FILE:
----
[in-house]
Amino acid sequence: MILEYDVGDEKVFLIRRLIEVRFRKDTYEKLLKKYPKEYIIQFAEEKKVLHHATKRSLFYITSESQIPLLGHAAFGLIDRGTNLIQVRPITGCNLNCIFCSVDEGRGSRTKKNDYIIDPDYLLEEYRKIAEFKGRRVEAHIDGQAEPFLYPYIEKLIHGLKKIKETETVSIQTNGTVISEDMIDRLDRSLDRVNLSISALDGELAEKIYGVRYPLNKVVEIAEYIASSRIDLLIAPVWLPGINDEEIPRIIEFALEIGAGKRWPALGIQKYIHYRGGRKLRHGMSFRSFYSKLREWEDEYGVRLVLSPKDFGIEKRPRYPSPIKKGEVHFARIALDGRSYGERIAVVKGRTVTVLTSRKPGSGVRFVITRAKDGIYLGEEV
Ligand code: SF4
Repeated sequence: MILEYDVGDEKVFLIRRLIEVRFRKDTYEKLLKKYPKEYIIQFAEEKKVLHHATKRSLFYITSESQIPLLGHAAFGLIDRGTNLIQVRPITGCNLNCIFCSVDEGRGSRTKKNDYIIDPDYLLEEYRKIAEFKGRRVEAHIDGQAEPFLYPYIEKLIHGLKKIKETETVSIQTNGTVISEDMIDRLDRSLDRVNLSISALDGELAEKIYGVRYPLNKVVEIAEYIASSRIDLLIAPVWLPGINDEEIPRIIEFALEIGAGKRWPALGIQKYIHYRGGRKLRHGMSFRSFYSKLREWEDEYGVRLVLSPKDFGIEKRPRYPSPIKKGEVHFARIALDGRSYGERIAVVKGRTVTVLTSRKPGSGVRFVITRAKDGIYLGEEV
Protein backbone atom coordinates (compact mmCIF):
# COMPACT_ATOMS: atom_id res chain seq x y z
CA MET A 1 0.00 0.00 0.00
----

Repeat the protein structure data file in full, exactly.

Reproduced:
[in-house]
Amino acid sequence: MILEYDVGDEKVFLIRRLIEVRFRKDTYEKLLKKYPKEYIIQFAEEKKVLHHATKRSLFYITSESQIPLLGHAAFGLIDRGTNLIQVRPITGCNLNCIFCSVDEGRGSRTKKNDYIIDPDYLLEEYRKIAEFKGRRVEAHIDGQAEPFLYPYIEKLIHGLKKIKETETVSIQTNGTVISEDMIDRLDRSLDRVNLSISALDGELAEKIYGVRYPLNKVVEIAEYIASSRIDLLIAPVWLPGINDEEIPRIIEFALEIGAGKRWPALGIQKYIHYRGGRKLRHGMSFRSFYSKLREWEDEYGVRLVLSPKDFGIEKRPRYPSPIKKGEVHFARIALDGRSYGERIAVVKGRTVTVLTSRKPGSGVRFVITRAKDGIYLGEEV
Ligand code: SF4
Repeated sequence: MILEYDVGDEKVFLIRRLIEVRFRKDTYEKLLKKYPKEYIIQFAEEKKVLHHATKRSLFYITSESQIPLLGHAAFGLIDRGTNLIQVRPITGCNLNCIFCSVDEGRGSRTKKNDYIIDPDYLLEEYRKIAEFKGRRVEAHIDGQAEPFLYPYIEKLIHGLKKIKETETVSIQTNGTVISEDMIDRLDRSLDRVNLSISALDGELAEKIYGVRYPLNKVVEIAEYIASSRIDLLIAPVWLPGINDEEIPRIIEFALEIGAGKRWPALGIQKYIHYRGGRKLRHGMSFRSFYSKLREWEDEYGVRLVLSPKDFGIEKRPRYPSPIKKGEVHFARIALDGRSYGERIAVVKGRTVTVLTSRKPGSGVRFVITRAKDGIYLGEEV
Protein backbone atom coordinates (compact mmCIF):
# COMPACT_ATOMS: atom_id res chain seq x y z
CA MET A 1 0.00 0.00 0.00